Interview with Sangam Malani

Posted by robert on August 30, 2016

Alumni Update with Sangam Malani


I recently got the chance to interview Sangam Malani who is finishing up her 5th year at medical school.

We just learned that you are now a doctor, congratulations! What is your doctorate degree in, and what university did you graduate from?

I’ve graduated with an MbCHb; Bachelor of Medicine, Bachelor of Surgery from the University of Sheffield. 

When did you first know that you wanted to go into this field?

I’ve been inspired by my teachers. I’ve always had great biology and chemistry teachers and they had a knack for bringing the subjects to life! They showed me the magic in science and introduced me to the mysteries of the human body. Since then, I’ve just wanted to find out more! 

My enthusiasm to learn coupled with my desire to serve people and improve communities, made medicine the ideal field for me!


Were there times when you thought you couldn’t do it? Please explain.

Yes. It was very tough, with first year being the toughest. From a class of 24 in school, I went to a class of 240 in university, that had the best and brightest students. That first year was quite challenging. I was on the verge of giving up, but my family didn’t let me. They encouraged me and by fourth year, I was in the top 10%. Hard work and dedication made a difference, but the biggest difference was the move from external to internal validation; when I stopped trying to become better than others, and instead, tried becoming the best version of myself.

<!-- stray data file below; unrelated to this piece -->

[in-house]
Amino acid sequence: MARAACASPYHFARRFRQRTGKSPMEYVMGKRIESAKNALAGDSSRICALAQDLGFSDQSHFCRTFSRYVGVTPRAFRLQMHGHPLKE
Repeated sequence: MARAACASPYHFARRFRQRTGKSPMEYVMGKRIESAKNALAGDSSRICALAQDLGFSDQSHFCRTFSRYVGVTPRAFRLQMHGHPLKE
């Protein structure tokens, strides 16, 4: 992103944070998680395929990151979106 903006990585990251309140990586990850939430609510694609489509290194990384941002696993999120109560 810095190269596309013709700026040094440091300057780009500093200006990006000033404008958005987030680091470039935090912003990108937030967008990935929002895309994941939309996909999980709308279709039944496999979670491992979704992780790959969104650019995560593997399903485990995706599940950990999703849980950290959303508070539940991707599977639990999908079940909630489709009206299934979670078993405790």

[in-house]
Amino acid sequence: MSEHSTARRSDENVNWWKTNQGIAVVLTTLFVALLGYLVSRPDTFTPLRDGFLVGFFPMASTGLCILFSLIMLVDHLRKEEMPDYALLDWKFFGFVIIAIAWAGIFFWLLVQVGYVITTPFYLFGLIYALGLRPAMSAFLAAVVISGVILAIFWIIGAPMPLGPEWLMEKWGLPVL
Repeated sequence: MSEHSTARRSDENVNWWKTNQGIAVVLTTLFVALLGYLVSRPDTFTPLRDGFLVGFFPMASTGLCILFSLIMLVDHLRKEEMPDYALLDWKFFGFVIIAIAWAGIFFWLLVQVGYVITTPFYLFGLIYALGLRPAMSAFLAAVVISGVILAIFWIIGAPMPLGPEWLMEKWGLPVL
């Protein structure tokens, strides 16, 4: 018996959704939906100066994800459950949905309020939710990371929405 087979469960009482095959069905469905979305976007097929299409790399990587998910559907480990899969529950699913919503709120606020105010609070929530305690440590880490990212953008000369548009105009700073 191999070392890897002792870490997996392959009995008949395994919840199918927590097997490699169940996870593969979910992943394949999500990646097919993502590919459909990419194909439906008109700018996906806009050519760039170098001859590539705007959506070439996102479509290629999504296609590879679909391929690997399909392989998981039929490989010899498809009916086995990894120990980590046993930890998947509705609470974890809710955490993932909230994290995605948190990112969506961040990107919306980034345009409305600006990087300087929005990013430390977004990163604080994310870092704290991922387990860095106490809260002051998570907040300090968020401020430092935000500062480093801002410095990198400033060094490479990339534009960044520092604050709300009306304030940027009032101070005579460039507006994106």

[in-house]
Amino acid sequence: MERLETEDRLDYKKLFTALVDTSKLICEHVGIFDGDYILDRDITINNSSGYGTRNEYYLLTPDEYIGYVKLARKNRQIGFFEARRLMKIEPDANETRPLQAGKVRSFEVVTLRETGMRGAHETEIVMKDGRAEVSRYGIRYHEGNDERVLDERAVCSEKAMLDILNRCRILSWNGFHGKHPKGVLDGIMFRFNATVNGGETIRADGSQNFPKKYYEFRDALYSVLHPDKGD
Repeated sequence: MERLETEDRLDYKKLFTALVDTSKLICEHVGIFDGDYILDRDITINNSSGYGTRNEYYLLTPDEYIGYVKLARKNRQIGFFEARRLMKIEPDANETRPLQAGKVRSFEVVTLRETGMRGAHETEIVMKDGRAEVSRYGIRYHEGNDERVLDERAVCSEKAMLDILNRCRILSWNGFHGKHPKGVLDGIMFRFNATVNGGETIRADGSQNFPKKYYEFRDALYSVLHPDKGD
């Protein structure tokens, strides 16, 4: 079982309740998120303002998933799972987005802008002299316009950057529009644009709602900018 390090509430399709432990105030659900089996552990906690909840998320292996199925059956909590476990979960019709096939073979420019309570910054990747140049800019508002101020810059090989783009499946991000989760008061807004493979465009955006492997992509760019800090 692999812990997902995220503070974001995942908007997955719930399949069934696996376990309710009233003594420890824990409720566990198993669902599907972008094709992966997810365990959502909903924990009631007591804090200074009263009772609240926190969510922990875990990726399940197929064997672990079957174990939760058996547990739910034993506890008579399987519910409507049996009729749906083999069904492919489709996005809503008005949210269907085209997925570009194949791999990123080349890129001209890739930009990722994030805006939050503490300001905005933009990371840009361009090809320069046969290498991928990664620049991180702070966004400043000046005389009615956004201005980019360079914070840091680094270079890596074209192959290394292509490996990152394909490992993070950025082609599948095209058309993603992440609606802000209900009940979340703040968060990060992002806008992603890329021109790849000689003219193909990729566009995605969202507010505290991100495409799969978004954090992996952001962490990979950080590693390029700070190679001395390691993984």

I’m sure it was quite difficult. What are your future aspirations?

As things stand, I am leaning towards academic medicine, more specifically in Neurology. This would allow me to pursue research and medicine side by side. My wider aspirations include working in Public Health, with organizations like WHO to shape, coordinate and implement health care policies internationally.

Do you have any words of advice for current students at KIS that might want to become a doctor?

My advice would be to show your interest in medicine early on. Be it through internships or volunteer work. Follow science journals and keep up to date with the latest advances in medicine. It will set you apart.

Medicine is a lifelong journey of study, research and discovery. It is extremely tough but immensely rewarding! I wish all those aspiring to be doctors, all the best! We need you. 

Thank you for your time, Sangnam! We wish you the best of luck, and please stop by and visit when you’re back in Bangkok.


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